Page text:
Here's a few strategies I've found helpful during hot spells.

  • Roll more; mow less. The most stressful thing you can do to any plant during high heat is cut part of it off.  As we can't stop mowing completely, a good compromise is to alternate days we cut, with days we roll. Effect: Possible speed change later in the day on non-mow days and day to day speed variations depending on which practice is used. 
  • Fans: If you're new to Tuscarora, expect to see a turbine blower sitting alongside the second green when we're in the high 80's and 90's.  Due to it's physical location at the bottom of a hollow and surrounded with trees on the windward side of the green, our number 2 heats up fast. The grass will 'cook' if left on it's own. The only relief we can give it is to run a blower during the hottest parts of the day to cool the surface. Effect: None. Enjoy the breeze!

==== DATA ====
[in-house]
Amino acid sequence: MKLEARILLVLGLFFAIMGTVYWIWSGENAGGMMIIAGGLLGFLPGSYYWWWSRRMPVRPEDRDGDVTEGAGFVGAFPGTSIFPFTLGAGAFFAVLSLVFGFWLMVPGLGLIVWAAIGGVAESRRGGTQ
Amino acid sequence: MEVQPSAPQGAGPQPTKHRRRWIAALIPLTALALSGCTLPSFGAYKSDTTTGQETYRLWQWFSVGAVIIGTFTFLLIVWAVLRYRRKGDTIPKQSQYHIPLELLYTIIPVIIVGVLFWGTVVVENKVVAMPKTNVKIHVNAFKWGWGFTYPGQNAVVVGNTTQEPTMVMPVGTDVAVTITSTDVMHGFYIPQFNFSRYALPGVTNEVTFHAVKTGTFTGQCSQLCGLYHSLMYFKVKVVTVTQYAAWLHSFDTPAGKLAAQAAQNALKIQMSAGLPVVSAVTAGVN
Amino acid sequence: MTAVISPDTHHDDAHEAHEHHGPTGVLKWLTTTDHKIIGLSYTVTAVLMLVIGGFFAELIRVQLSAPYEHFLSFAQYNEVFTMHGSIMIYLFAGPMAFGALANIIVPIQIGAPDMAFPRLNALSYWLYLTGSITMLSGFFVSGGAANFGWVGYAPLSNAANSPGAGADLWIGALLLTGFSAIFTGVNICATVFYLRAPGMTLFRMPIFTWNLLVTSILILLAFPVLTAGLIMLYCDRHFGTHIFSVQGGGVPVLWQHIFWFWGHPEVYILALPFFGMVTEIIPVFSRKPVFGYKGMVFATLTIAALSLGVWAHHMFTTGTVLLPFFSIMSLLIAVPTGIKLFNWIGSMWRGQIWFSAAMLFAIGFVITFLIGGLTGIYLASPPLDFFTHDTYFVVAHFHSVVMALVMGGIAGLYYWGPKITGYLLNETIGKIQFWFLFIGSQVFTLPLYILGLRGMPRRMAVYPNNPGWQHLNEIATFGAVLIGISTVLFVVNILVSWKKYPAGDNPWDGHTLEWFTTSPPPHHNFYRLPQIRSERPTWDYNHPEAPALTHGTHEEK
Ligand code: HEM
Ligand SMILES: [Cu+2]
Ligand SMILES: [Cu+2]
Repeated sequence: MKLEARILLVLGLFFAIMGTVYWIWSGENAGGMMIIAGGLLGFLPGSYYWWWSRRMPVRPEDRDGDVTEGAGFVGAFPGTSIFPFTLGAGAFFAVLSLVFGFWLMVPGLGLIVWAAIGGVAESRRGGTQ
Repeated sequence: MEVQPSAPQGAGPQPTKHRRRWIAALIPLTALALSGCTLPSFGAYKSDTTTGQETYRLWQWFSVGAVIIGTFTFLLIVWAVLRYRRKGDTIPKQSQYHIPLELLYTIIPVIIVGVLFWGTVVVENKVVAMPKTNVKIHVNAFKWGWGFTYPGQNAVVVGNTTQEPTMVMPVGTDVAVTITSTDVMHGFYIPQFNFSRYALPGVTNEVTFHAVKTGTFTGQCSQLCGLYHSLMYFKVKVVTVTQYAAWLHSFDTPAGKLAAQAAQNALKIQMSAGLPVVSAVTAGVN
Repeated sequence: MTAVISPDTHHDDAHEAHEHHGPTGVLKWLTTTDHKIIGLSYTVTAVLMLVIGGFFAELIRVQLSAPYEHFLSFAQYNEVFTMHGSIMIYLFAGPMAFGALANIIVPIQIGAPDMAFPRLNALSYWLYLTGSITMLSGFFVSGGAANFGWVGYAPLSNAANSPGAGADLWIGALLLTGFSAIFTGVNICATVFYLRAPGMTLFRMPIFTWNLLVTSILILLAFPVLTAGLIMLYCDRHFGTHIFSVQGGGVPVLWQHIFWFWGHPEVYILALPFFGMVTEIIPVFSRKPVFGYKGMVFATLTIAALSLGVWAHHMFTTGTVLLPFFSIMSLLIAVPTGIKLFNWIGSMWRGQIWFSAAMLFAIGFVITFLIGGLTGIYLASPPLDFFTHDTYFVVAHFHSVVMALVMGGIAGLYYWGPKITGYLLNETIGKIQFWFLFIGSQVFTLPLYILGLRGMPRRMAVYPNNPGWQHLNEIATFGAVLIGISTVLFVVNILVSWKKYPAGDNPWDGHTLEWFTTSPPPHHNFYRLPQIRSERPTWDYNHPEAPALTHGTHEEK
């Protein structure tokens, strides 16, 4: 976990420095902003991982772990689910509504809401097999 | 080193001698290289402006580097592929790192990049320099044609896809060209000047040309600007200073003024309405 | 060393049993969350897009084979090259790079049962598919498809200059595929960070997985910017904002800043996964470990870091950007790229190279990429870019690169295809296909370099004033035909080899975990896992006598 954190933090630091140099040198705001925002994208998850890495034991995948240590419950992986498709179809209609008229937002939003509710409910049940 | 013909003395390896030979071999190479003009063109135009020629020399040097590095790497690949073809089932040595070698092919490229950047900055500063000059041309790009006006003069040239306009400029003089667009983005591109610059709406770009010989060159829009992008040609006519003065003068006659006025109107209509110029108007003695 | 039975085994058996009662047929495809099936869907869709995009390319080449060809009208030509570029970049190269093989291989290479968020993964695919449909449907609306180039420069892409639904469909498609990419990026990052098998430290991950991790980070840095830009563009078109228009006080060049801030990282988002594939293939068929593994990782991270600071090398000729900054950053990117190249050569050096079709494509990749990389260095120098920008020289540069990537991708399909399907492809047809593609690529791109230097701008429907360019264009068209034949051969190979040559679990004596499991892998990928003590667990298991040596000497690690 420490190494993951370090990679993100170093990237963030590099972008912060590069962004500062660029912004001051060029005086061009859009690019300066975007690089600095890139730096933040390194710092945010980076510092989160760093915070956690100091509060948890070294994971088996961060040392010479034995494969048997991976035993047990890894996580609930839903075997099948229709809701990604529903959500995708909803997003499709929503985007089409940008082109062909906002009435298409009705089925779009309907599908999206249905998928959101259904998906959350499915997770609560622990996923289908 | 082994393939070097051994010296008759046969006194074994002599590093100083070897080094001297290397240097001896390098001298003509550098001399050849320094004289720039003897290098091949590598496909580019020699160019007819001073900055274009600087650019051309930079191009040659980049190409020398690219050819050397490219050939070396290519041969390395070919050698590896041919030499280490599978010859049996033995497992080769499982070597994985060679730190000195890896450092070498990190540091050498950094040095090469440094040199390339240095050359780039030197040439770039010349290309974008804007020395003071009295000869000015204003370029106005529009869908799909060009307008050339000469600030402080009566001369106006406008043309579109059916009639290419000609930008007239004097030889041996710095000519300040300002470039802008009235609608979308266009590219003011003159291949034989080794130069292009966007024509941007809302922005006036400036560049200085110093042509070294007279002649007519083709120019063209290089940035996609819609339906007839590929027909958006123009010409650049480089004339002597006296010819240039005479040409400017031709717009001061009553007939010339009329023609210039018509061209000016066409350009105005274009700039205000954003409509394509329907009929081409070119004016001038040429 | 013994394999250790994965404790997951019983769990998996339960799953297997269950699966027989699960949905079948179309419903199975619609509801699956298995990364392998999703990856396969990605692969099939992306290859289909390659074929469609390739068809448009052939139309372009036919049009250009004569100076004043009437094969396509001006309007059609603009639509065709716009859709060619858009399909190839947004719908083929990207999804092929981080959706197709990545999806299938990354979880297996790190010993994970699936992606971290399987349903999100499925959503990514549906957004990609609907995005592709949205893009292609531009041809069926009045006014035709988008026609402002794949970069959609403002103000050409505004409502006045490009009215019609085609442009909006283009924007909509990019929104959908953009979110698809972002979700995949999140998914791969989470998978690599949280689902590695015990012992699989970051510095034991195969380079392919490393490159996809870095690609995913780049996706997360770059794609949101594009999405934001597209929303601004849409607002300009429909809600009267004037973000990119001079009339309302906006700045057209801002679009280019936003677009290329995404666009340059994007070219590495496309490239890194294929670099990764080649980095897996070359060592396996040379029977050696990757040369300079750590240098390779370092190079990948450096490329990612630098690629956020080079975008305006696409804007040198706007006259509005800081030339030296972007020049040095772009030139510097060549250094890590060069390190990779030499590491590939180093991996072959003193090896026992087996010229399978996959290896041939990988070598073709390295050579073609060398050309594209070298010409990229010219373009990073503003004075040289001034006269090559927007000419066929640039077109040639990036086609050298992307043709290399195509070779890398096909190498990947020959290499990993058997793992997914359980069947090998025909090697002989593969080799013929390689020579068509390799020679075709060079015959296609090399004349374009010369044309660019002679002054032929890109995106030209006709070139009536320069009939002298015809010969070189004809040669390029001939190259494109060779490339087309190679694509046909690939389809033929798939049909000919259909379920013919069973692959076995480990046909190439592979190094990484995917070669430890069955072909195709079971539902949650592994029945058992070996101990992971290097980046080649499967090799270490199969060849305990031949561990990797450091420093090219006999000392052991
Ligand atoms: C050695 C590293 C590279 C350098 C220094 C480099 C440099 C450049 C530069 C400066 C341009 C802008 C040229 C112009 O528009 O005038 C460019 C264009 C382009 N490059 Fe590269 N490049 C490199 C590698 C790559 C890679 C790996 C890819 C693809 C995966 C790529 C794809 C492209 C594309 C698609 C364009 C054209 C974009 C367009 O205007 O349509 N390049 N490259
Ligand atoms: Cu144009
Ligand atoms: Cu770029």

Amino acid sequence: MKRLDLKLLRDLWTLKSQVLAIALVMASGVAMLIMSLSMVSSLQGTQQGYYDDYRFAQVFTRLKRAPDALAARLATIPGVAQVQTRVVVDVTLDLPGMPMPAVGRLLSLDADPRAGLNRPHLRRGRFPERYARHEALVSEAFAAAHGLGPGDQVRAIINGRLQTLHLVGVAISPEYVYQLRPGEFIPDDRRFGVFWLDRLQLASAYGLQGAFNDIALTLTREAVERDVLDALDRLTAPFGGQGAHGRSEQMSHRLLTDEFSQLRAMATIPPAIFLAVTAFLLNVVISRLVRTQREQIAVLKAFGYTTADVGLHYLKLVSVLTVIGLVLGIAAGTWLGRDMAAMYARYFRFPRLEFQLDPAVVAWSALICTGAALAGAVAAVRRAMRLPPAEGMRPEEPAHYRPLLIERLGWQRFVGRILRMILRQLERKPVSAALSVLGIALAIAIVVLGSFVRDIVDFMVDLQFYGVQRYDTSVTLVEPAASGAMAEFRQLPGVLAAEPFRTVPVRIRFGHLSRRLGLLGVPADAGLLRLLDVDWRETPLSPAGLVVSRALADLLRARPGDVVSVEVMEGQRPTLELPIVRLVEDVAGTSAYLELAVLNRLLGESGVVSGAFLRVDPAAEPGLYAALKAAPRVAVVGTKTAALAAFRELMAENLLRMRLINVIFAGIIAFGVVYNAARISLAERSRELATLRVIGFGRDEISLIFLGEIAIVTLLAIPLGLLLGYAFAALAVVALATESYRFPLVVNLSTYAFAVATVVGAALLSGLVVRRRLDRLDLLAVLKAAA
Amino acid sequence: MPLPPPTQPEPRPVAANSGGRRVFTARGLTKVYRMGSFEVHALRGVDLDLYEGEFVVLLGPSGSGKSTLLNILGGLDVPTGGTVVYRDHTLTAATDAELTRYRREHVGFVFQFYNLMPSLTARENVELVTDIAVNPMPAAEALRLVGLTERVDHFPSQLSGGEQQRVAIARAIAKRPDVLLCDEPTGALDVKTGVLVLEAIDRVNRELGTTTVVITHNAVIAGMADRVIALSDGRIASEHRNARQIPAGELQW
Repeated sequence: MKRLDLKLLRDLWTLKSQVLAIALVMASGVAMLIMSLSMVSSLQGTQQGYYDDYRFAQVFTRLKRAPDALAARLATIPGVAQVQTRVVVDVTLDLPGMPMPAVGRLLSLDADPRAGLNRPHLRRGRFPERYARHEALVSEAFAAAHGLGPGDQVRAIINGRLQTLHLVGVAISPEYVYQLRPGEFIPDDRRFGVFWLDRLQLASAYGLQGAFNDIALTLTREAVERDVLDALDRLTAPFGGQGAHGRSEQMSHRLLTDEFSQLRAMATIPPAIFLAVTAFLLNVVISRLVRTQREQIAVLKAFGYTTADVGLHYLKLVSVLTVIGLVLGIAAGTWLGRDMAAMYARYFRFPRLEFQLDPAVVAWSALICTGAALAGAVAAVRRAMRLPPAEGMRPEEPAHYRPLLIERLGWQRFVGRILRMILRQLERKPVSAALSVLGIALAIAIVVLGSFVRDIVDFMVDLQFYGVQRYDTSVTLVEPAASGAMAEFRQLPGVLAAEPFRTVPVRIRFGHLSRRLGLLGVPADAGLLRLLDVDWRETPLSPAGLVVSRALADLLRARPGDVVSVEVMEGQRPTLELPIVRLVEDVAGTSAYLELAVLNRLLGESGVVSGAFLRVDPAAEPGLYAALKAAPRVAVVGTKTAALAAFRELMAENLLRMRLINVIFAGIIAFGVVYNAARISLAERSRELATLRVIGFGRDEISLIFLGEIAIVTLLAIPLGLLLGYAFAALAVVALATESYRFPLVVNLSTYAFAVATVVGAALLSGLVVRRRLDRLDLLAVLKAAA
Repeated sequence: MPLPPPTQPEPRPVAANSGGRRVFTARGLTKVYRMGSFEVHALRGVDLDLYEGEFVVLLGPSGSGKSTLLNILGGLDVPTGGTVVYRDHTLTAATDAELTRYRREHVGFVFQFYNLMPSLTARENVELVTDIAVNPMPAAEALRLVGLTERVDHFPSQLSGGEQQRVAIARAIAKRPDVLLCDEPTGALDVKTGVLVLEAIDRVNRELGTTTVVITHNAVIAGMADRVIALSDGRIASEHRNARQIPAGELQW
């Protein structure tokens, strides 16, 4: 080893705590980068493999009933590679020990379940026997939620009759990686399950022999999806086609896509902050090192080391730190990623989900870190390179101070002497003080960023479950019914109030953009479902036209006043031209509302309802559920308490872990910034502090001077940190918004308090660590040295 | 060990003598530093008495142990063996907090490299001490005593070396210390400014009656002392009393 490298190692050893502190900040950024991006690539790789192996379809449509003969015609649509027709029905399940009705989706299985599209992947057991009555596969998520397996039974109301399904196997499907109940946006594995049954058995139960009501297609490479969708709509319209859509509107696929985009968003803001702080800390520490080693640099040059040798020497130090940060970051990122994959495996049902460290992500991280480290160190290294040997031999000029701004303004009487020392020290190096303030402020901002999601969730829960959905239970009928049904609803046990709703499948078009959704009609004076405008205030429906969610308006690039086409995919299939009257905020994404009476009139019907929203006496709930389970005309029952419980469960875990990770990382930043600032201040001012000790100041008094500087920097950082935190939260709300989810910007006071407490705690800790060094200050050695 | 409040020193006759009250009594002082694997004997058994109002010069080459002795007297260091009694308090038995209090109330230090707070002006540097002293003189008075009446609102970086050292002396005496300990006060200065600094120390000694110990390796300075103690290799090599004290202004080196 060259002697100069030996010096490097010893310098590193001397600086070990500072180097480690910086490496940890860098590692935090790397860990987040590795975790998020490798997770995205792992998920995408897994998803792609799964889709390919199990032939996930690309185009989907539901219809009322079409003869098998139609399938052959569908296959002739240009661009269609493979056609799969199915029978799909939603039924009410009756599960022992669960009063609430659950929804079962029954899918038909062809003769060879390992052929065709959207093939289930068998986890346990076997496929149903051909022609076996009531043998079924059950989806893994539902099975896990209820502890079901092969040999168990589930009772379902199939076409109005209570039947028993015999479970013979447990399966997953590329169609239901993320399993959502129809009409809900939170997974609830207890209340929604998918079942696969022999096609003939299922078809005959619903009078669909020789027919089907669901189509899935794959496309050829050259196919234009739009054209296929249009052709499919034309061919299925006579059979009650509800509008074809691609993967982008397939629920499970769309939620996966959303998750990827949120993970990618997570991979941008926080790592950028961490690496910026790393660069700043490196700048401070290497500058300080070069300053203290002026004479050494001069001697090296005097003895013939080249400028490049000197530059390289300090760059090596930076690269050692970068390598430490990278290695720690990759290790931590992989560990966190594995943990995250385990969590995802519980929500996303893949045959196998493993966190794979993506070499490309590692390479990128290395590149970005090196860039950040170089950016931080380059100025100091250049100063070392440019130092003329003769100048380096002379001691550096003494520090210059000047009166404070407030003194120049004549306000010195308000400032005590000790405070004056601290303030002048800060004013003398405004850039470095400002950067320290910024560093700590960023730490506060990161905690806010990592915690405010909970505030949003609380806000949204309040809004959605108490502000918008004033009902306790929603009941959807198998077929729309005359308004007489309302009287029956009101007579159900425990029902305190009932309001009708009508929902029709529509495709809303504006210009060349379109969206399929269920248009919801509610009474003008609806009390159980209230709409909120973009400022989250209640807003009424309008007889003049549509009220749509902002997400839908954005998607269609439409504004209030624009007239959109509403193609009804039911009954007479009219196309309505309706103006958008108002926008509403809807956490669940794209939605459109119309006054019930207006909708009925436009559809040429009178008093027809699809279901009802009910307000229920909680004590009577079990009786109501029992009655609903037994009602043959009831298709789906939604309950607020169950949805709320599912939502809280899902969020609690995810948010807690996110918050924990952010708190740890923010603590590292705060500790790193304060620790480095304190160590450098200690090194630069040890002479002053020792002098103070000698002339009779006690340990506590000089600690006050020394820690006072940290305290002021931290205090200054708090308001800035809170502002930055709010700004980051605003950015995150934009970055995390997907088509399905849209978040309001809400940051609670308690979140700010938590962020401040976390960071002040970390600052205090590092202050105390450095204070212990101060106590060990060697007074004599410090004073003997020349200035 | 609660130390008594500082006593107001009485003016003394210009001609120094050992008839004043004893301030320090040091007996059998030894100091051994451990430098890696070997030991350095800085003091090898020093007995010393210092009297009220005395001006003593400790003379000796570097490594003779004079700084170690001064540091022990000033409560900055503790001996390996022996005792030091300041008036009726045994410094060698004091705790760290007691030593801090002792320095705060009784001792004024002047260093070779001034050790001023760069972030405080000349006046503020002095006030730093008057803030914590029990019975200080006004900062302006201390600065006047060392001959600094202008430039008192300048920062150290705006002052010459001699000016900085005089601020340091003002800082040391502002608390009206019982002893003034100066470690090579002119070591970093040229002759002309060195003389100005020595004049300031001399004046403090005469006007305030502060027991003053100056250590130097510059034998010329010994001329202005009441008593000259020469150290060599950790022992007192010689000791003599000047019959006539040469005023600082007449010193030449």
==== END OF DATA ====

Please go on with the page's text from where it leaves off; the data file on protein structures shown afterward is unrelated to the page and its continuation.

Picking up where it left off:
• Hand Watering: You'll see the crew dragging hose to the greens to water small areas that require it.  Every green has inconsistencies that cause different responses to water.  Hand watering allows uniform watering and cooling of those  areas.  Our automatic system is s. very good, but can't account for mounds, sandier areas, or low spots. Effect: Faster greens
  • Spiking/venting: With all the rolling and foot traffic, greens tend to 'seal off'.  This hurts the plants ability to respire and cool itself. Holes, obviously, allow gas exchange and water infiltration and break through that seal.  Although we can't do big holes this time of year, we do have a machine that puts a small slit/vent in that helps greens 'breathe'.  Effect: None